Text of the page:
Thanks to the worldwide birding community, May 9 was a remarkable and historic day—the first Global Big Day for bird conservation.

More than 12,500 birders in 117 countries joined our “Big Day” team by entering their checklists at eBird.org, achieving a global total of more than 5,800 species on a single day—more than half of the world’s bird species!

On Global Big Day, the Cornell Lab’s Team Sapsucker explored tropical rainforests, wetlands, and highlands of their host country, Panama. With logistic support from Canopy Tower Lodge and the tremendous skills of Panamanian teammate Carlos Bethancourt, they found 320 species, a team record.

The team reveled in the astounding species diversity, including a life bird, Rufous Nightjar, singing in the dark; the whoosh of air on their faces as a Spectacled Owl flew past; Pheasant Cuckoo, Emerald Tanager, Rufous-crested Coquette, and 39 species of flycatchers! Even more important, the team established numerous partnerships with conservation organizations in Panama, elevating awareness about ecotourism and bird conservation all across that amazing country.

In New Jersey’s World Series of Birding, our student team, The Redheads, won the Urner Stone Cup for the highest statewide total with 208 species, and the Big Stay award with 71 species.

Cornell red-tailed hawks nest update


This video from the USA says about itself:

Red-Tailed Hawk vs. Rattler

In the scorching desert sky, a hawk spies prey — a venomous rattler! Who wins out in this battle of the predators?

From the Cornell Lab of Ornithology in the USA:

May 6, 2015

Two hatched out, one to go…

As thousands of viewers watched, the second egg hatched in the nest of Red-tailed Hawks Big Red and Ezra during the afternoon of May 5. Viewers were captivated as Ezra stood over the hatchling, tenderly removing excess material from the egg as the hatchling emerged (watch highlight).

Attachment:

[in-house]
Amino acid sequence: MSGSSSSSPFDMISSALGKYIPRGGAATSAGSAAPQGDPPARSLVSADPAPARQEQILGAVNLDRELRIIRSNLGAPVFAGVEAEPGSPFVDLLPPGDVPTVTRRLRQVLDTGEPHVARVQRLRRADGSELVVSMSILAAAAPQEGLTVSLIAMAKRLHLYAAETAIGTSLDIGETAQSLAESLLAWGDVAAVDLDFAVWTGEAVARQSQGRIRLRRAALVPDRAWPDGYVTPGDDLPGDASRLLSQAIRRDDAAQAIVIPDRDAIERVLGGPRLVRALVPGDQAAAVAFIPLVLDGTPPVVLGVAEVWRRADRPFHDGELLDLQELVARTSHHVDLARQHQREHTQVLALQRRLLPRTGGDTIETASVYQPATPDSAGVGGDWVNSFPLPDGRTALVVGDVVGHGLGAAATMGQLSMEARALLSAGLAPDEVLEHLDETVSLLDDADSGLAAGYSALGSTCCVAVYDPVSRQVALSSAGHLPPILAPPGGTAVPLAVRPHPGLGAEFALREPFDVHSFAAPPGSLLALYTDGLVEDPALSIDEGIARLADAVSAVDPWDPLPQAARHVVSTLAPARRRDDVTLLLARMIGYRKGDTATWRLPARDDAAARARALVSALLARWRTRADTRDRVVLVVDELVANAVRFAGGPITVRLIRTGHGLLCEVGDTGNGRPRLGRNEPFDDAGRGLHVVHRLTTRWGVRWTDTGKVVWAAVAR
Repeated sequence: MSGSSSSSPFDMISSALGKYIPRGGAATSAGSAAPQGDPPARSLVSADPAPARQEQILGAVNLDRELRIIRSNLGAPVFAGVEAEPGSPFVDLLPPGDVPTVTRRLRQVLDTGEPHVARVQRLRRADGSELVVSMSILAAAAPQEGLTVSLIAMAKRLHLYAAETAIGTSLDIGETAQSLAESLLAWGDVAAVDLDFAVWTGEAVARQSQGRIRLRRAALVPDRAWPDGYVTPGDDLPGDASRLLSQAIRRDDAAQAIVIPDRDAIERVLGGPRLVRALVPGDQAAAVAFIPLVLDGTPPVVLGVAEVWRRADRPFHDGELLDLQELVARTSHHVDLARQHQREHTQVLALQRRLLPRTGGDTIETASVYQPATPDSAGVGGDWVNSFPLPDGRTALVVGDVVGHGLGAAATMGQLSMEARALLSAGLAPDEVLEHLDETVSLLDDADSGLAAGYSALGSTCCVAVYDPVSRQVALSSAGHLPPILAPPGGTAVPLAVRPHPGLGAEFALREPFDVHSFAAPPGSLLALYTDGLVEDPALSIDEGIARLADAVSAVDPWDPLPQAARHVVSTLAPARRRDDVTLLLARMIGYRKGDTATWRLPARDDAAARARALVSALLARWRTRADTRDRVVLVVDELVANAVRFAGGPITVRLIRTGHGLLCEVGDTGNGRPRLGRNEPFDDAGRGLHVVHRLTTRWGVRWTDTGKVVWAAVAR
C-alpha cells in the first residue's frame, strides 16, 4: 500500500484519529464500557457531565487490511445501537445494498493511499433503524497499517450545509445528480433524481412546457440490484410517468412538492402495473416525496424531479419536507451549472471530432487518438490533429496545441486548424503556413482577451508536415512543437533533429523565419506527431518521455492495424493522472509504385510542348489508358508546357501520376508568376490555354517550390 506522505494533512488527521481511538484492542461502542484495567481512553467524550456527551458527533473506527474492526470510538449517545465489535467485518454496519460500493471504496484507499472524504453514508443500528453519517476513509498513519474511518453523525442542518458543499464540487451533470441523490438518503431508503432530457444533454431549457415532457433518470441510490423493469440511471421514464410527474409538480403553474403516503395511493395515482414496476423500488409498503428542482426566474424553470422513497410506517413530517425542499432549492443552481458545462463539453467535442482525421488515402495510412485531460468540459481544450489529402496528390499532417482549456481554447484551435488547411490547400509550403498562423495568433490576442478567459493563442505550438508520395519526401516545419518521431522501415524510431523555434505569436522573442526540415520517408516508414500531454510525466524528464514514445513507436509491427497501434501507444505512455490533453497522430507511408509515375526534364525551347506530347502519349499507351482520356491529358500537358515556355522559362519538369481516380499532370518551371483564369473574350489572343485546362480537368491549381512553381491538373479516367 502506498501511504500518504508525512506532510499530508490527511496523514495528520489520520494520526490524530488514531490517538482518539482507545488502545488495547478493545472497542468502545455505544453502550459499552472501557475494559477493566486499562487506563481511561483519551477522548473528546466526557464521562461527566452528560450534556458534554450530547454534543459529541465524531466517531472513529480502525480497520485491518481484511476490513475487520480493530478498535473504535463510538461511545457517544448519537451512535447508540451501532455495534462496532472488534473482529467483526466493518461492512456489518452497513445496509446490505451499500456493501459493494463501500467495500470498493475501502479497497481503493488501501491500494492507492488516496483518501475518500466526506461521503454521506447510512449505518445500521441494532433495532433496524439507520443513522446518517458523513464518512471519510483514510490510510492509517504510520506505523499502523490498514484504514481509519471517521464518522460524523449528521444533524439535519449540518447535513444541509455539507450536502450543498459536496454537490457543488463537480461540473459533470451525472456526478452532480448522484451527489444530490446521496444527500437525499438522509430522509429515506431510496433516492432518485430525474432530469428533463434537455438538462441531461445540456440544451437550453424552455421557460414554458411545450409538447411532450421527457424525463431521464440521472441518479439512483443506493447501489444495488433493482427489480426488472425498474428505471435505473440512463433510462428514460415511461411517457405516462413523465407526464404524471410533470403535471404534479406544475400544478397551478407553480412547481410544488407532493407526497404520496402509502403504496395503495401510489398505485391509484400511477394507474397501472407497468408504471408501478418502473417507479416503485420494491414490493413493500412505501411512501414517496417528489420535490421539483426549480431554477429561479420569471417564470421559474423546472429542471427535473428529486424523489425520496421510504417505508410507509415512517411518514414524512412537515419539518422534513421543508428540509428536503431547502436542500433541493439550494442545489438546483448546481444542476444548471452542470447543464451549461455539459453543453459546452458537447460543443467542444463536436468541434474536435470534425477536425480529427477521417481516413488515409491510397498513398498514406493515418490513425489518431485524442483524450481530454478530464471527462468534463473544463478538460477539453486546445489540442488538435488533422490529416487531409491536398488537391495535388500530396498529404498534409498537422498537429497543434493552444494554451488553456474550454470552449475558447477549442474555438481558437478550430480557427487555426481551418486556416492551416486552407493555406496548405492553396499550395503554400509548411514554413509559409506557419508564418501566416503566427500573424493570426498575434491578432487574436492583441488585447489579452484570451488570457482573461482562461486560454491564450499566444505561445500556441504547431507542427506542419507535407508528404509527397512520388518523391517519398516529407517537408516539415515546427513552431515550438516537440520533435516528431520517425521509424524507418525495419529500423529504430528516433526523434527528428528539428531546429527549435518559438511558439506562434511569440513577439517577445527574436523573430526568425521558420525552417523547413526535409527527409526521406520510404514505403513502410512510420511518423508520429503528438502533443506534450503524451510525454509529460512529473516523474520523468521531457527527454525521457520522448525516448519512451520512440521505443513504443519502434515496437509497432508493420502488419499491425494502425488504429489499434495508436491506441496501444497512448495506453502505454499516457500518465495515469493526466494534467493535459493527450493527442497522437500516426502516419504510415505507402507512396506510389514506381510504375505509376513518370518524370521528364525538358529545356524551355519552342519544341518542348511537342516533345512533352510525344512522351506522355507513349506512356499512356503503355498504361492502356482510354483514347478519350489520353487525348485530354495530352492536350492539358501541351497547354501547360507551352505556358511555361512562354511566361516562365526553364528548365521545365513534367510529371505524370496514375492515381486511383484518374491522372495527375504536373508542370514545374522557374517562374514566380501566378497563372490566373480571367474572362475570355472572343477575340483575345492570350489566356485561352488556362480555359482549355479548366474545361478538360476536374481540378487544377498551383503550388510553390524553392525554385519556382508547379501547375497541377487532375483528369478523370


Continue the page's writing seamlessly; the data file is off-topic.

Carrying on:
Our first nestling, F1, has already received several meals over the last 48 hours (watch highlight). Now downy and fresh, F1 appears twice as large as the egg that contained it just a few days ago. The third egg should hatch in the next couple days—don’t miss the chance to see it happen live! Watch now.

Young red-tailed hawk hatched in Cornell, USA


This video from the USA says about itself:

18 April 2012

See what it took to bring live streaming video of a pair of Red-tailed Hawks on Cornell’s campus. The technical crew worked day and night to install the cams early in the nesting season, before the hawks laid their eggs on a light tower 70 feet above an athletic field. To see the live feed during the nesting season, go to www.allaboutbirds.org/cornellhawks.

From the Cornell Lab of Ornithology in the USA:

May 4, 2015

Hatch Alert!

Under the cover of the predawn darkness, viewers of the Cornell Hawks‘ cam were the first welcome a new nestling hawk to the world. Big Red was incubating at the time, and while sightings of the nestling were difficult, she could be seen pulling pieces of broken eggshell from beneath her. As morning’s light arrived, we got our first glimpse of the hatchling, looking downy and bobbling energetically beneath its parents (watch highlight.)